Mobilising pathways through cross-border labour schemes


Rochelle Bailey

Prior to Australia and New Zealand’s Pacific labour schemes ni-Vanuatu tended to migrate towards Port Vila, Luganville, or New Caledonia for employment prospects that provided families with additional sources of incomes. Often this mobilisation involved families permanently relocating. Since the establishment of New Zealand’s Recognised Employer Scheme (RSE) in 2007 and Australia’s Seasonal Worker Program (SWP) in 2012, new roads to source income have become available through circular labour mobility.

Migration is a social process, and decisions are based on this. Nonetheless, these new forms of mobility have enabled, and at times, created other forms of intended and unintended mobility. This presentation discussed various mobilities of ni-Vanuatu RSE and SWP temporary workers, by examining access to education, new forms of transportation, and relocations of individuals, families, and communities (2007-2021). However, COVID-19 has stalled progress on development goals and the mobility of these workers and their families in various ways, creating new uncertainties for the future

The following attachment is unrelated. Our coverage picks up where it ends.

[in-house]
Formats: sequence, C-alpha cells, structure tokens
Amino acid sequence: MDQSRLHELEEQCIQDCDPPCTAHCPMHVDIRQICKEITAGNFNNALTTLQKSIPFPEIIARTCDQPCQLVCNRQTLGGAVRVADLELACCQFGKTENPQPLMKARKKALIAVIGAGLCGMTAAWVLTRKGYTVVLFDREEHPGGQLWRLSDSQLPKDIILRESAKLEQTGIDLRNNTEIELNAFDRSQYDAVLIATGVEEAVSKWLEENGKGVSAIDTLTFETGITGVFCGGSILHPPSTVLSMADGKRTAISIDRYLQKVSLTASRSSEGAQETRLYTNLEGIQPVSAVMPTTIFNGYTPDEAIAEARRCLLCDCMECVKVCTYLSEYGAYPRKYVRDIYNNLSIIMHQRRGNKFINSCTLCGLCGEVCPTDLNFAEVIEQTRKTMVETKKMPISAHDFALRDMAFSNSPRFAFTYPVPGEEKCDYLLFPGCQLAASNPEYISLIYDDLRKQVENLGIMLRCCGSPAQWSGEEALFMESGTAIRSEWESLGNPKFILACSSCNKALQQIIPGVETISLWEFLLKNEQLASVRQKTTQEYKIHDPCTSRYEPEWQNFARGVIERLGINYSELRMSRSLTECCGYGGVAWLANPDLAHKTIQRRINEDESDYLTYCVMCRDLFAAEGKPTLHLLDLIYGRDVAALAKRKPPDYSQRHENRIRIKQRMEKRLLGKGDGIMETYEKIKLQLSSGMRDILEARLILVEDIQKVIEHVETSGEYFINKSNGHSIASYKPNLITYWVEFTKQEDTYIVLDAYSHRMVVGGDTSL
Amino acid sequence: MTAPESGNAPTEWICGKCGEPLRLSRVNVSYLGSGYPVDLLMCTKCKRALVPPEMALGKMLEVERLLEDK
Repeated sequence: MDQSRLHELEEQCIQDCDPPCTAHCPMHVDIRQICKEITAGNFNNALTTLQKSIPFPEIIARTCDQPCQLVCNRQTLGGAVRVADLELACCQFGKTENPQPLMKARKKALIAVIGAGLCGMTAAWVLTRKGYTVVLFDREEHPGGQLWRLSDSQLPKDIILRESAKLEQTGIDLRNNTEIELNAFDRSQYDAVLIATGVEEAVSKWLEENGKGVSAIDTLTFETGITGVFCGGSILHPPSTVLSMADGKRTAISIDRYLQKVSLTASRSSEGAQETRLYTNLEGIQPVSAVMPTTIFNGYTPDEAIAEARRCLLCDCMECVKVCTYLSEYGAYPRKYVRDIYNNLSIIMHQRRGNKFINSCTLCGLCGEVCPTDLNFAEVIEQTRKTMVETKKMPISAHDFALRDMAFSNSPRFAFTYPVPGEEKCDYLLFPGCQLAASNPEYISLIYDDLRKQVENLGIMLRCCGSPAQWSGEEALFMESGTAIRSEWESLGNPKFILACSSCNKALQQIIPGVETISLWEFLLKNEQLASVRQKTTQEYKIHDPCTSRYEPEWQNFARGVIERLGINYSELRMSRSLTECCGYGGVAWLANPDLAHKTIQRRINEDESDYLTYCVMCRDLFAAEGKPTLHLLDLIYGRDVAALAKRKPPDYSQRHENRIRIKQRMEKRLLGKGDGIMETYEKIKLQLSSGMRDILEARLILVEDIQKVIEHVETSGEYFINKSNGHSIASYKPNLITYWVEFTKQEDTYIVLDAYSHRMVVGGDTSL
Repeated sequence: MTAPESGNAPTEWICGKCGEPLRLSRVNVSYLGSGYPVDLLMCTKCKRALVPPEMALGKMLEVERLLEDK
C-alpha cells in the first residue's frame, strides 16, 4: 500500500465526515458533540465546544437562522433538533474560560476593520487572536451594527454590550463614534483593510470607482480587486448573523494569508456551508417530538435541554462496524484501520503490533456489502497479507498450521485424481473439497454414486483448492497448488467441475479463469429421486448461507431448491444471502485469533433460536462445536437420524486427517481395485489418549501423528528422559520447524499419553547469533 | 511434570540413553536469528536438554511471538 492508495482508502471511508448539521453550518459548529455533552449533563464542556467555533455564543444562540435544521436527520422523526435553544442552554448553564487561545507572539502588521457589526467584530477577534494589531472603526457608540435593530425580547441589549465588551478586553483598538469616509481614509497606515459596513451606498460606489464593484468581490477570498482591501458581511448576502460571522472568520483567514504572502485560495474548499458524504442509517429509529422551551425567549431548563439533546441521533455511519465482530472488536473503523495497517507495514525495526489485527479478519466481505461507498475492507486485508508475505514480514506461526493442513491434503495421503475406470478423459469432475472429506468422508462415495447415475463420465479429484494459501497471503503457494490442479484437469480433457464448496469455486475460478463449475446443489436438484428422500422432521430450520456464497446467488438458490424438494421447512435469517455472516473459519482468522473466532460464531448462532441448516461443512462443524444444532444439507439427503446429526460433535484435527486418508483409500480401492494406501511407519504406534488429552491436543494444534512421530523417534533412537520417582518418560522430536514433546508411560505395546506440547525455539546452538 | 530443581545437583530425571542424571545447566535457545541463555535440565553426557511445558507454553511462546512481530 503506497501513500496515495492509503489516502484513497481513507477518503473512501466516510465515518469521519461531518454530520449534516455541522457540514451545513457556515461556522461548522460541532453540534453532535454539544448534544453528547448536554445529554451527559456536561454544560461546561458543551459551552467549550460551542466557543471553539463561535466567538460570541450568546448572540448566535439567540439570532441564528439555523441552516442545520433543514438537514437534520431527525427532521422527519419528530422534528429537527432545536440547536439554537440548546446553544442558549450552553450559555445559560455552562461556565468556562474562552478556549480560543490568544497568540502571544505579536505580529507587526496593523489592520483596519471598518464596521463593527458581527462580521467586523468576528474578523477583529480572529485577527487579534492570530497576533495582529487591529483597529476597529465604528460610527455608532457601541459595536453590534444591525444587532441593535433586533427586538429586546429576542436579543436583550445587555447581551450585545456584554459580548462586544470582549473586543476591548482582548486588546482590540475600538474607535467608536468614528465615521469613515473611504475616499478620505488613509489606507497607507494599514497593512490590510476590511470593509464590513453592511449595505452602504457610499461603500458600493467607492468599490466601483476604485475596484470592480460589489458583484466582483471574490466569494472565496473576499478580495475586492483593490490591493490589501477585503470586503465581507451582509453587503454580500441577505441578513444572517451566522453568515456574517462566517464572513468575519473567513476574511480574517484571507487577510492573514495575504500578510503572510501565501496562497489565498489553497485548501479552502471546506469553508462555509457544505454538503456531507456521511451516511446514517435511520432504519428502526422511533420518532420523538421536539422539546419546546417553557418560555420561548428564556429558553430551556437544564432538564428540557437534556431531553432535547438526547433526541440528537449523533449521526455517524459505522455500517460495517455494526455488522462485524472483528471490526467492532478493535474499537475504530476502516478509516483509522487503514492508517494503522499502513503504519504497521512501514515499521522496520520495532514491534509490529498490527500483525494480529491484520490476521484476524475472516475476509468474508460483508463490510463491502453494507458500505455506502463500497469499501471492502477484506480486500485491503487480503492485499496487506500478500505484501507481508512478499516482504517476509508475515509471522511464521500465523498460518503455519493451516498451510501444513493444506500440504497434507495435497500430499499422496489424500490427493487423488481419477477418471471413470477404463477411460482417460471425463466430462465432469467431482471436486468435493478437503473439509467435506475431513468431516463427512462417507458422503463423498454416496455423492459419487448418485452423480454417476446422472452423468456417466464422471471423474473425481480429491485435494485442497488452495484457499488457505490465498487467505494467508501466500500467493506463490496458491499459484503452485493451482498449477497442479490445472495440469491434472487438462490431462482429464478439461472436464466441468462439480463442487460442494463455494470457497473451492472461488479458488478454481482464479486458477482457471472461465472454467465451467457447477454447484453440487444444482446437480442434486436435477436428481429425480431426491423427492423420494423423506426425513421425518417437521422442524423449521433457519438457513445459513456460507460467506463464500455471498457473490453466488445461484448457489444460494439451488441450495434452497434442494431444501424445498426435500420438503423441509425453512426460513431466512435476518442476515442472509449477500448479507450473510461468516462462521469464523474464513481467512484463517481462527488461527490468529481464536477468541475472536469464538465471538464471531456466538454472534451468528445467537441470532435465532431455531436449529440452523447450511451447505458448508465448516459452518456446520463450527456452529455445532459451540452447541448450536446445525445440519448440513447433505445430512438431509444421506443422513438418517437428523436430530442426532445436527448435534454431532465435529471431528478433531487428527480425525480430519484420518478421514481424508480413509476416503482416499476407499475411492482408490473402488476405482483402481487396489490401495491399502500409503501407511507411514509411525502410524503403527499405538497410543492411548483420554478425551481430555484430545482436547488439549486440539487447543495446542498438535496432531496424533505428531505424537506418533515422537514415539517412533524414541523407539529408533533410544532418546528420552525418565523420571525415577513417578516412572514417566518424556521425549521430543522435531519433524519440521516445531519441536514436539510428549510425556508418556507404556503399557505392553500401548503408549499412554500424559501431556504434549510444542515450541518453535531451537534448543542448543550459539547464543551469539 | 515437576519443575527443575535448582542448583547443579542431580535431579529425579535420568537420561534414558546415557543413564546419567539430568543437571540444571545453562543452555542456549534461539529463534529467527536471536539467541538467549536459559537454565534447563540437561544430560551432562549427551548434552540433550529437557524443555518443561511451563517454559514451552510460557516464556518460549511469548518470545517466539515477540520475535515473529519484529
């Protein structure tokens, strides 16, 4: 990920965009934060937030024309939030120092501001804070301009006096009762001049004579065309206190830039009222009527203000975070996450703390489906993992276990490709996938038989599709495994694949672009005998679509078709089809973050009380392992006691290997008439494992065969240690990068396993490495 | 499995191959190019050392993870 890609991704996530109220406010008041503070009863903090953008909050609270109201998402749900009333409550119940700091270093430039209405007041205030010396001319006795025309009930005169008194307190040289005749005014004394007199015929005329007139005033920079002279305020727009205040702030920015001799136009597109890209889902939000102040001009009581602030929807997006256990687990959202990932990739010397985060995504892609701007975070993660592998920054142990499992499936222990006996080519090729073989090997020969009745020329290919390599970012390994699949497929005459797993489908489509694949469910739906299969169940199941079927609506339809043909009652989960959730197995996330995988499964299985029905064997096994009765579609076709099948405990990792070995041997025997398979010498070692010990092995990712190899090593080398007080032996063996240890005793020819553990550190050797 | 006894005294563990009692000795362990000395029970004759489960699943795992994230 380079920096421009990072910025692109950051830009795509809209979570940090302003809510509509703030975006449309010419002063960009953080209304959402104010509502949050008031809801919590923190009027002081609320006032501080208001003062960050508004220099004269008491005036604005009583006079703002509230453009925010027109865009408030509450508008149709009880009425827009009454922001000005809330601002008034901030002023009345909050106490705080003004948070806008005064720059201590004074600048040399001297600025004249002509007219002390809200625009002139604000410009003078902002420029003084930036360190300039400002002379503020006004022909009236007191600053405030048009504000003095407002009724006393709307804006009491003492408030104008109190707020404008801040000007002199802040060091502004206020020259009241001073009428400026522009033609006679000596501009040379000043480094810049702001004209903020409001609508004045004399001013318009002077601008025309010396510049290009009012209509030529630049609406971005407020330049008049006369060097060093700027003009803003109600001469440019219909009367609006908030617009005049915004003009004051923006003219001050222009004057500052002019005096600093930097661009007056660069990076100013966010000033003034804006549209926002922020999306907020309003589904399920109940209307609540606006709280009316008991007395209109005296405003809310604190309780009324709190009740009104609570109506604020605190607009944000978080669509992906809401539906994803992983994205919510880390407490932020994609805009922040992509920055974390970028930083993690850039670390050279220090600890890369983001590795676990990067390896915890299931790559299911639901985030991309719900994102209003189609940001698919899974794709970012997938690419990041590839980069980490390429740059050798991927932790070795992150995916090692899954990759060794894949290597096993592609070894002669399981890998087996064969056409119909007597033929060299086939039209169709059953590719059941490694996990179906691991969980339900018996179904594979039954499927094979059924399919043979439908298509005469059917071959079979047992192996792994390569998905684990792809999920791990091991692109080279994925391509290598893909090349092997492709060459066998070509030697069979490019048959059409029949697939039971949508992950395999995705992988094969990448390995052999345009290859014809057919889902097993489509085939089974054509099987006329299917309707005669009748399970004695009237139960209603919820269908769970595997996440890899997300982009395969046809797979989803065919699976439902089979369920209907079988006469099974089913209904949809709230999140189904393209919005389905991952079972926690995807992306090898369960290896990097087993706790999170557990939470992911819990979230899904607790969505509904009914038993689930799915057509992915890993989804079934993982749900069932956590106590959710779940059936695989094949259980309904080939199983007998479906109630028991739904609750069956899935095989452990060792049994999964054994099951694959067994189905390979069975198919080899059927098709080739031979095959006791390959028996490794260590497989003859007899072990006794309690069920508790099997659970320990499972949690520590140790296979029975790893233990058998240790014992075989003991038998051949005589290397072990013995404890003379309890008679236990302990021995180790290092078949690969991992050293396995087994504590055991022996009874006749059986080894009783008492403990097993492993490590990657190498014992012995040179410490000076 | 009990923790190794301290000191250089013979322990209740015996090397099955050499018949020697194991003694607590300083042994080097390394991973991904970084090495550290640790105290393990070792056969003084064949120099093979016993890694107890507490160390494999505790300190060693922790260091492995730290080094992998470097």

Updated:  29 May 2023/Responsible Officer:  Bell School Marketing Team/Page Contact:  CAP Web Team